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In the corporate law arena, besides the constant demand for corporate housekeeping, German firms saw an increased need for advice particularly due to regulatory changes. One such notable topic was the Market Abuse Regulation, which came into effect in July 2016, an EU regulation for the combating of insider dealings and market manipulations. The interpretation of the regulation, which replaces significant parts of the German Securities Trading Act, is still not entirely clear. Another current and high-profile subject was the Volkswagen emissions scandal; some firms continued to give comprehensive advice to automotive manufacturers, boards and investors.

In the M&A market, which in 2016/2017 again was a sellers’ market, there was a rising demand for warranty & indemnity insurance, protecting against transactional risks. Chinese companies and investment funds’ interest in German targets was strong, as was interest stemming from the US and a few European neighbours. Some multi-billion deals stood out in the market, notably the $66bn takeover of Monsanto by Bayer and Mideas’ $5bn takeover of KUKA.

Demand for advice on financial transactions remains high, although the German market continues to be a mid-cap market with only a limited number of large-cap deals. The credit market is still characterised by high liquidity; the large availability of equity and debt financing means companies get good offers for financings and refinancings and expectations are that the market will become even more borrower-friendly. Strong competition prevails in bidding procedures, the pressure to invest is high and conditions for borrowers are consistently improving. A market in which supply overtakes demand also explains the increase in and shift towards covenant-lite and covenant-loose loans, which since the financial crisis have only seen a re-emergence in Germany in the last few years. Moreover, financial activities are moving from banks to non-banking entities, including investment funds, capital market constructions, securitisations and project loans. Particularly debt funds and direct lending have gained in significance and are now considered accepted market participants in Germany, although they still make up a comparatively small market share compared to the UK or US.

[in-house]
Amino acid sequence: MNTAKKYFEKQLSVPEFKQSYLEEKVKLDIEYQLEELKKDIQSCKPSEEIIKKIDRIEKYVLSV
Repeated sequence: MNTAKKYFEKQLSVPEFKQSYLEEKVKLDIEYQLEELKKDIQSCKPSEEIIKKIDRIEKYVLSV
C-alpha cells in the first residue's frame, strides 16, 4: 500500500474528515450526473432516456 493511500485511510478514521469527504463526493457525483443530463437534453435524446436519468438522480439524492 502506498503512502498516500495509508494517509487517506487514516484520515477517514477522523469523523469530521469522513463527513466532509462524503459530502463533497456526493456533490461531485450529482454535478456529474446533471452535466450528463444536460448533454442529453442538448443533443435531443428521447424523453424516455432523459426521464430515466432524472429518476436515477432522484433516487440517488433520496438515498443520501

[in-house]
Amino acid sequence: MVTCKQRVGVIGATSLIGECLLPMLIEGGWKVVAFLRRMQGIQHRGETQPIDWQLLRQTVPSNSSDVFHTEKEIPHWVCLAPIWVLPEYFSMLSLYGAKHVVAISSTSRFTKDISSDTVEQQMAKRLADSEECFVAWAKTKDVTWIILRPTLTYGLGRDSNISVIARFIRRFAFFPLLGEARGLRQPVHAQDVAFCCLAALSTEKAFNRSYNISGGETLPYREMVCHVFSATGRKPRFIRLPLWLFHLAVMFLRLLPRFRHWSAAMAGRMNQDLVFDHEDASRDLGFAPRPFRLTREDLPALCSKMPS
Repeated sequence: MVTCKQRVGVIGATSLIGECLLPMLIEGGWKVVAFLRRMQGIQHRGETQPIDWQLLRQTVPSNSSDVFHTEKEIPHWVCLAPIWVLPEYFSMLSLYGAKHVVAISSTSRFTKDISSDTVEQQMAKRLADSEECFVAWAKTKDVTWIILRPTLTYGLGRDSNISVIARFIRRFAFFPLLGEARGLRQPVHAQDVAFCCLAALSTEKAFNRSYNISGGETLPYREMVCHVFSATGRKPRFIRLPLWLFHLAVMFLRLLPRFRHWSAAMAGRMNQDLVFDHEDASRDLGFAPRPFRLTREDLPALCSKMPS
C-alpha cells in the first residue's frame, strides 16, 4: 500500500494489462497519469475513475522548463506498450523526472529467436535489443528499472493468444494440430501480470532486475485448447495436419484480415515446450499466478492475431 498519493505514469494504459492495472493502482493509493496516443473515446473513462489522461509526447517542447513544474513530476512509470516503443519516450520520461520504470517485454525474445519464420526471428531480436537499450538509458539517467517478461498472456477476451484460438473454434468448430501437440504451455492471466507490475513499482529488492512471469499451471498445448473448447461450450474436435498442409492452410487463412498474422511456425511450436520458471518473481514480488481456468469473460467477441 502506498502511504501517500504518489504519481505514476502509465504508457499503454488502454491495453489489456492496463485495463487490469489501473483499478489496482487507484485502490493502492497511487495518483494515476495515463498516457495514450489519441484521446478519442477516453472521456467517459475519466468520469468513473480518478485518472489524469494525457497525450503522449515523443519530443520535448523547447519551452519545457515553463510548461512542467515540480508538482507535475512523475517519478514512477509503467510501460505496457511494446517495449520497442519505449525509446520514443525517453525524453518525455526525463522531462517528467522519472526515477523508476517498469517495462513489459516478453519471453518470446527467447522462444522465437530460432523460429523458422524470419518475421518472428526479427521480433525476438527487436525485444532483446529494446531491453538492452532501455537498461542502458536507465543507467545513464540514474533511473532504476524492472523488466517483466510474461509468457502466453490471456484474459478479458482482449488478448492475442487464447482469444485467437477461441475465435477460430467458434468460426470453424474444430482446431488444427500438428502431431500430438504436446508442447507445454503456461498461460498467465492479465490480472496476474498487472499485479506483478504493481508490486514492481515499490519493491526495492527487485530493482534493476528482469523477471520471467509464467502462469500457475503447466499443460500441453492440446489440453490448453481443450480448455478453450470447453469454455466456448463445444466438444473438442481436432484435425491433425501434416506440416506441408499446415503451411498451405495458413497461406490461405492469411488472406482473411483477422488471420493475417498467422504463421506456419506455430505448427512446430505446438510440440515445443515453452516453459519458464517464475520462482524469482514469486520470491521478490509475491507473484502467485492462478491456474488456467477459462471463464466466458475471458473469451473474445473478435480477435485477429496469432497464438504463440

Banking and finance practices also continue to see heavy workloads in the context of regulatory matters, including the implementation of MiFID II and MiFIR, CRR and CRD IV, and the banking landscape is already seeing challenges in implementing CRD V and CRR II. Furthermore, it was time for a mid-term review of the Capital Markets Union planned by the EU commission by the end of 2019, which aims at facilitating access to the capital markets especially for small and mid-sized companies and infrastructure projects.

In the area of investment funds the largest change in the coming years will be seen in the context of the investment tax reform, which came into effect in January 2018 with a wide-ranging impact on the taxation of income realised through an investment fund.

2016 and 2017 were also markedly shaped by Brexit: Many have high hopes for the strong financial centre of Frankfurt, which may gain in further significance both as a location for financial institutions and law firms.

With the General Data Protection Regulation (GDPR) coming into force in May 2018 advice on data protection has very much moved into focus for many firms and has meant the bolstering of IT teams with experts in the field. This also goes hand in hand with the digitalisation of the economy: Technological innovations and the transformation of structures and value chains are affecting nearly all market players. While the automotive, financial and healthcare industries were the trailblazers on the wave of digitalisation, now also insurance companies, the energy sector, cities and municipalities and housing developers are pursuing digital transformations. Besides hot topics such as FinTech or MedTech, LegalTech too has become a prevalent area of discussion and engagement at many firms, as the shift towards artificial intelligence within the legal sector is drawing closer and the gradual mutation of the legal profession increasingly seems inescapable.

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